Take a minute to walk around the car, and you realise that there’s more to it than size alone. Fit and finish is good, panel gaps are tight and consistent, and the Endeavour exudes a quiet air of quality. Inside, the ‘Limited’ badged car which I drove had leather trim and lashings of plastic-wood, a CD/MP3 player, sensible dash layout, multi-adjustable seats and steering wheel (which looks somewhat like the Mondeo’s four-spoke job), and separate aircon vents for front and middle-seat passengers. There’s a pervasive sense of space inside the car, which I quite liked. Though the last (third) bench is none too roomy and will only seat two people, you actually can stretch your legs out and snooze in the second (middle) row, which seats three without much trouble. After the Endeavour, you suddenly realise just how restricted for space our regular cars are.The Endeavour lets you think Maharaja Mac with extra cheese, large fries and large chocolate shake.Wide-screen DVD with Dolby Digital surround. And the Australian outback. If the Ford Explorer is size XXL, the Endeavour is XL, at least. In a world that impinges upon your personal space all too readily, the Endeavour just lets you be.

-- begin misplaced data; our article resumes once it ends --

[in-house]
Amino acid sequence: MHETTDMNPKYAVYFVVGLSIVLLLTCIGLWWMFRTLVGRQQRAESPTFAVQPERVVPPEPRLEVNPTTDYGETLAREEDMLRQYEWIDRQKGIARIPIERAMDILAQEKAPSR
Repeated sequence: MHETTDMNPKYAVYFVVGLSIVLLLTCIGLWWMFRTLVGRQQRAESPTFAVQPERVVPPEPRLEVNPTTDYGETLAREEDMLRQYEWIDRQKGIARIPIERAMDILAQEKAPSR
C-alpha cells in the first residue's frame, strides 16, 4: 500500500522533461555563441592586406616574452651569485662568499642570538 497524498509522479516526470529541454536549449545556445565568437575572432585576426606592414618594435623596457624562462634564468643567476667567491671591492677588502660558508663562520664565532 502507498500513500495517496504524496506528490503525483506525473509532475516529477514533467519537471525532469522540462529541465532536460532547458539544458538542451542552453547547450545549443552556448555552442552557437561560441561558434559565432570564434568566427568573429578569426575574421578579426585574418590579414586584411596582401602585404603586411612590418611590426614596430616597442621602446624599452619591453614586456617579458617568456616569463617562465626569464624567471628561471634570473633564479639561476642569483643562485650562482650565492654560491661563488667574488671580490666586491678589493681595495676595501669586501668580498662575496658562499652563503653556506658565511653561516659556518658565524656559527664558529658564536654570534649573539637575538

The American job
“Interior space is all okay, but what’s she got under the hood, mister?” Yeah, I was coming to that. The engine is a 2500 CC, SOHC, 12-valve, four-cylinder turbodiesel. This indirect injection unit makes 121 bhp and 26.5 kgm of torque, which is just about adequate for propelling the 1927-kilo (kerb weight) Endeavour. Straight-line performance is not in the Hyundai Terracan’s league (whose free-revving common-rail DI engine produces a very usable 148 bhp and 34 kgm of torque), but is more or less at par with the Pajero 2.8, whose 2800 CC unit makes 118 horses and 29.8 kgm of torque. What sweetens the deal is, the Endeavour will probably cost about Rs 6 to 10 lakh (depending on the trim level) less than the old Pajero, which should make buyers vastly more tolerant of a few missing horses.